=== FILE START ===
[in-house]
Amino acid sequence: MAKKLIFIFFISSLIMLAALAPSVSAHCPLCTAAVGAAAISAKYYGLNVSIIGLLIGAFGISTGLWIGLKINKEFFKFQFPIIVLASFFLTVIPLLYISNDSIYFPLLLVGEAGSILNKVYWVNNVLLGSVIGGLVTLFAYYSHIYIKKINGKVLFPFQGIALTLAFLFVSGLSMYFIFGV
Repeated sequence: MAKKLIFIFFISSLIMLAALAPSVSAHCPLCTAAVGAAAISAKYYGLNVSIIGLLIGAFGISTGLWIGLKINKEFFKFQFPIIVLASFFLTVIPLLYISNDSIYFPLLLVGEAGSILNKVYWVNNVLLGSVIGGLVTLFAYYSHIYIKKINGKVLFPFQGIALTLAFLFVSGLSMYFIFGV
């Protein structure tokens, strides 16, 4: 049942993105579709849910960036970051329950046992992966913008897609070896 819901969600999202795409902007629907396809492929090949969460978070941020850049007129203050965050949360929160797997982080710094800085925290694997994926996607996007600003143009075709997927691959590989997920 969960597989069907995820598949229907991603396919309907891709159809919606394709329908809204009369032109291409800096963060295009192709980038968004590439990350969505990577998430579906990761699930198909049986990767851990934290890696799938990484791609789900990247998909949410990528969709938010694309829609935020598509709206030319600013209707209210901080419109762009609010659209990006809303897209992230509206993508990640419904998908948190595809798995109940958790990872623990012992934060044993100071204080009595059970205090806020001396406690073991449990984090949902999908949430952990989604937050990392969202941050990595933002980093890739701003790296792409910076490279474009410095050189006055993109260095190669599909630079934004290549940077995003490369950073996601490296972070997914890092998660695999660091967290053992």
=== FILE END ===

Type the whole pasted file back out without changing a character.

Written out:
[in-house]
Amino acid sequence: MAKKLIFIFFISSLIMLAALAPSVSAHCPLCTAAVGAAAISAKYYGLNVSIIGLLIGAFGISTGLWIGLKINKEFFKFQFPIIVLASFFLTVIPLLYISNDSIYFPLLLVGEAGSILNKVYWVNNVLLGSVIGGLVTLFAYYSHIYIKKINGKVLFPFQGIALTLAFLFVSGLSMYFIFGV
Repeated sequence: MAKKLIFIFFISSLIMLAALAPSVSAHCPLCTAAVGAAAISAKYYGLNVSIIGLLIGAFGISTGLWIGLKINKEFFKFQFPIIVLASFFLTVIPLLYISNDSIYFPLLLVGEAGSILNKVYWVNNVLLGSVIGGLVTLFAYYSHIYIKKINGKVLFPFQGIALTLAFLFVSGLSMYFIFGV
């Protein structure tokens, strides 16, 4: 049942993105579709849910960036970051329950046992992966913008897609070896 819901969600999202795409902007629907396809492929090949969460978070941020850049007129203050965050949360929160797997982080710094800085925290694997994926996607996007600003143009075709997927691959590989997920 969960597989069907995820598949229907991603396919309907891709159809919606394709329908809204009369032109291409800096963060295009192709980038968004590439990350969505990577998430579906990761699930198909049986990767851990934290890696799938990484791609789900990247998909949410990528969709938010694309829609935020598509709206030319600013209707209210901080419109762009609010659209990006809303897209992230509206993508990640419904998908948190595809798995109940958790990872623990012992934060044993100071204080009595059970205090806020001396406690073991449990984090949902999908949430952990989604937050990392969202941050990595933002980093890739701003790296792409910076490279474009410095050189006055993109260095190669599909630079934004290549940077995003490369950073996601490296972070997914890092998660695999660091967290053992």